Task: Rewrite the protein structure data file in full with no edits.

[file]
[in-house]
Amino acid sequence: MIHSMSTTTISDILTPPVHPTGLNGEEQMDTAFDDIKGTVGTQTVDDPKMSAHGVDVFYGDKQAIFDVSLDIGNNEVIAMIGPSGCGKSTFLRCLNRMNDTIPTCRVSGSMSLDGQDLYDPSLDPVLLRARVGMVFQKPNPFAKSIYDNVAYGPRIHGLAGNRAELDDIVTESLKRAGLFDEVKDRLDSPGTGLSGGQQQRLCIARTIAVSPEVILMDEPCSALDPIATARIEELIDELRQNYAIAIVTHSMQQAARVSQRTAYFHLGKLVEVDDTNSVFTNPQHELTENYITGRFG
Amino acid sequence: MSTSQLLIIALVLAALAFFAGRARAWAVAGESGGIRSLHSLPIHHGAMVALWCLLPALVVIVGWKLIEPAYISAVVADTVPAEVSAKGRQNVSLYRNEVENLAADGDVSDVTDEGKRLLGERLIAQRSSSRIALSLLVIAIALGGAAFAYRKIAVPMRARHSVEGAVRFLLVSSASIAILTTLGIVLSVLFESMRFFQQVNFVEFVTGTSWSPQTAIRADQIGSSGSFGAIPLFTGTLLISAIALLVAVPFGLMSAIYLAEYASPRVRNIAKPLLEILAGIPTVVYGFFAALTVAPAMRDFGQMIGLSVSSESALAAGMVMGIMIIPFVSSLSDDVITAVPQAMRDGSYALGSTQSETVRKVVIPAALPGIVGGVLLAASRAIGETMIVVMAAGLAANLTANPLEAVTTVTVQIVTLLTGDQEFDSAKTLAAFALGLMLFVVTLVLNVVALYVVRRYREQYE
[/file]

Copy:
[in-house]
Amino acid sequence: MIHSMSTTTISDILTPPVHPTGLNGEEQMDTAFDDIKGTVGTQTVDDPKMSAHGVDVFYGDKQAIFDVSLDIGNNEVIAMIGPSGCGKSTFLRCLNRMNDTIPTCRVSGSMSLDGQDLYDPSLDPVLLRARVGMVFQKPNPFAKSIYDNVAYGPRIHGLAGNRAELDDIVTESLKRAGLFDEVKDRLDSPGTGLSGGQQQRLCIARTIAVSPEVILMDEPCSALDPIATARIEELIDELRQNYAIAIVTHSMQQAARVSQRTAYFHLGKLVEVDDTNSVFTNPQHELTENYITGRFG
Amino acid sequence: MSTSQLLIIALVLAALAFFAGRARAWAVAGESGGIRSLHSLPIHHGAMVALWCLLPALVVIVGWKLIEPAYISAVVADTVPAEVSAKGRQNVSLYRNEVENLAADGDVSDVTDEGKRLLGERLIAQRSSSRIALSLLVIAIALGGAAFAYRKIAVPMRARHSVEGAVRFLLVSSASIAILTTLGIVLSVLFESMRFFQQVNFVEFVTGTSWSPQTAIRADQIGSSGSFGAIPLFTGTLLISAIALLVAVPFGLMSAIYLAEYASPRVRNIAKPLLEILAGIPTVVYGFFAALTVAPAMRDFGQMIGLSVSSESALAAGMVMGIMIIPFVSSLSDDVITAVPQAMRDGSYALGSTQSETVRKVVIPAALPGIVGGVLLAASRAIGETMIVVMAAGLAANLTANPLEAVTTVTVQIVTLLTGDQEFDSAKTLAAFALGLMLFVVTLVLNVVALYVVRRYREQYE